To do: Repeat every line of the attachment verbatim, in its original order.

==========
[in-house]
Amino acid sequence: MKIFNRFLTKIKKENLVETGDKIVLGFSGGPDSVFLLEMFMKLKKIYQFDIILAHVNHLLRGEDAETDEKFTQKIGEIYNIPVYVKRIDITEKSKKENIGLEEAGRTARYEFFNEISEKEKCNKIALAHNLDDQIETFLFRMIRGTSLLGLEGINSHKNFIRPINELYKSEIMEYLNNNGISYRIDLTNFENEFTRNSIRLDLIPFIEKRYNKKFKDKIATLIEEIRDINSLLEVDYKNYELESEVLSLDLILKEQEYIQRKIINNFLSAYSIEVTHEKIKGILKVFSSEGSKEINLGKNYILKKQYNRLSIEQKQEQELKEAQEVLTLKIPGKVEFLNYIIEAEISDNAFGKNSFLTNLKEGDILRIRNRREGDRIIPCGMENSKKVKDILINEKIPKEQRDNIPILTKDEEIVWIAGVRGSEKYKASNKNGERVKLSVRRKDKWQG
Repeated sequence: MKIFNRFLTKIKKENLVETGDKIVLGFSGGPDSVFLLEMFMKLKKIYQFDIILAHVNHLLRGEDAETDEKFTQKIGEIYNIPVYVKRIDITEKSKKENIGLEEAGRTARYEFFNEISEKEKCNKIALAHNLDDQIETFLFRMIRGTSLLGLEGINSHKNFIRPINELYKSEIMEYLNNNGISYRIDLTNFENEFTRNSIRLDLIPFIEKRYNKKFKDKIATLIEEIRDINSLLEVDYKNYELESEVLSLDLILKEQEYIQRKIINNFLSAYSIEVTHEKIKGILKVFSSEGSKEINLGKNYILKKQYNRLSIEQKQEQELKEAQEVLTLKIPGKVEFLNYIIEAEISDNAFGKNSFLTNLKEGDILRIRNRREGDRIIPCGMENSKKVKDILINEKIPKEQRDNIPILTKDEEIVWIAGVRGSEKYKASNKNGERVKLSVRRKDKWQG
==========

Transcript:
[in-house]
Amino acid sequence: MKIFNRFLTKIKKENLVETGDKIVLGFSGGPDSVFLLEMFMKLKKIYQFDIILAHVNHLLRGEDAETDEKFTQKIGEIYNIPVYVKRIDITEKSKKENIGLEEAGRTARYEFFNEISEKEKCNKIALAHNLDDQIETFLFRMIRGTSLLGLEGINSHKNFIRPINELYKSEIMEYLNNNGISYRIDLTNFENEFTRNSIRLDLIPFIEKRYNKKFKDKIATLIEEIRDINSLLEVDYKNYELESEVLSLDLILKEQEYIQRKIINNFLSAYSIEVTHEKIKGILKVFSSEGSKEINLGKNYILKKQYNRLSIEQKQEQELKEAQEVLTLKIPGKVEFLNYIIEAEISDNAFGKNSFLTNLKEGDILRIRNRREGDRIIPCGMENSKKVKDILINEKIPKEQRDNIPILTKDEEIVWIAGVRGSEKYKASNKNGERVKLSVRRKDKWQG
Repeated sequence: MKIFNRFLTKIKKENLVETGDKIVLGFSGGPDSVFLLEMFMKLKKIYQFDIILAHVNHLLRGEDAETDEKFTQKIGEIYNIPVYVKRIDITEKSKKENIGLEEAGRTARYEFFNEISEKEKCNKIALAHNLDDQIETFLFRMIRGTSLLGLEGINSHKNFIRPINELYKSEIMEYLNNNGISYRIDLTNFENEFTRNSIRLDLIPFIEKRYNKKFKDKIATLIEEIRDINSLLEVDYKNYELESEVLSLDLILKEQEYIQRKIINNFLSAYSIEVTHEKIKGILKVFSSEGSKEINLGKNYILKKQYNRLSIEQKQEQELKEAQEVLTLKIPGKVEFLNYIIEAEISDNAFGKNSFLTNLKEGDILRIRNRREGDRIIPCGMENSKKVKDILINEKIPKEQRDNIPILTKDEEIVWIAGVRGSEKYKASNKNGERVKLSVRRKDKWQG